Following in the same foot-steps as Star Wars and other titles, Intersellar pulls inspiration from a variety of different works, most notably, 2001: A Space Odyssey.  The most immediate nods to the film are through the robots TARS and CASE, whose designs call to mind the monolith from 2001, if it was able to bend and flex into different shapes.  The usage of pipe organ in the soundtrack occasionally results in tracks that sound as if they are building up the piece that plays in 2001's final scene.  However, the biggest reference to a Space Odyssey comes from the entire sequence of Cooper going through the fifth dimension and being forced out back into space.  Although this implies that the section completely copies David's encounter with the monolith in the film's climax, the outcome and meaning of these moments is where they differ.  In 2001, David's interaction with the monolith leads him to become part of the next step in human evolution, in which he is reborn as a star child who watches over Earth in the last scene; on the other hand, Cooper in Interstellar only gets a brief glimpse at what humanity is capable of by interacting with the past, and when he is forced out of the dimension, he ends up in space and is rescued by a team with only minutes left in his oxygen.  In other words, Interstellar uses 2001 as a means of homage and to provide its own spin on a key moment from the movie.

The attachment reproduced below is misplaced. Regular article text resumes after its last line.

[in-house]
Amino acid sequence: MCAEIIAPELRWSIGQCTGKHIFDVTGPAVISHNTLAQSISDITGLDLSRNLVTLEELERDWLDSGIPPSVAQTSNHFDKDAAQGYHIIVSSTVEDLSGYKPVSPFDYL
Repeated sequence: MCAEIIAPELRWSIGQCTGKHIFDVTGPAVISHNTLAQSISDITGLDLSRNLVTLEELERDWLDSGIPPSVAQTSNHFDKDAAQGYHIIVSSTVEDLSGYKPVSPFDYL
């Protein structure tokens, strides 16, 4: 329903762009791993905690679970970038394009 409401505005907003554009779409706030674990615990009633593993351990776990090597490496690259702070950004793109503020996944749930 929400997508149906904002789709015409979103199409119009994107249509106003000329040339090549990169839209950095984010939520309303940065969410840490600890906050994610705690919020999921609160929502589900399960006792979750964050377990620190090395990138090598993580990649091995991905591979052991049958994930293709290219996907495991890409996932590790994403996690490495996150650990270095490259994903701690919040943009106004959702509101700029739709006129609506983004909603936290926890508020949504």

Visually, the film is quite gorgeous, excellently capturing the vast emptiness of space and its immense scale, occasionally by having the camera pull back to reveal that the Endurance is merely a small speck in the galaxy, and these moments are benefitted by the practical effects utilized.  In an era where computer-generated imagery has become the norm for creating special effects, it's surprising to see how much practicality there is in Interstellar.  For much of the movie, the ship, robots, and space itself are created with animatronics, puppetry, and miniatures, which helps give a sense of realism to these locales and characters.  There is CG, but it's primarily used to show off the gorgeous landscapes of the planets and the fifth dimension, or, if it's a wide shot, to show one of the robots moving.

Interstellar is a well-made science fiction drama that uses its human characters to create an engaging and tragic storyline; although certain characters are weaker than others, each one is supported by great acting from their respective actors.  Also, the journey the astronauts partake in is one filled with tension and breathtaking moments, complemented by the film's top-notch special effects.

Final Score: 8/10

No comments:

Post a Comment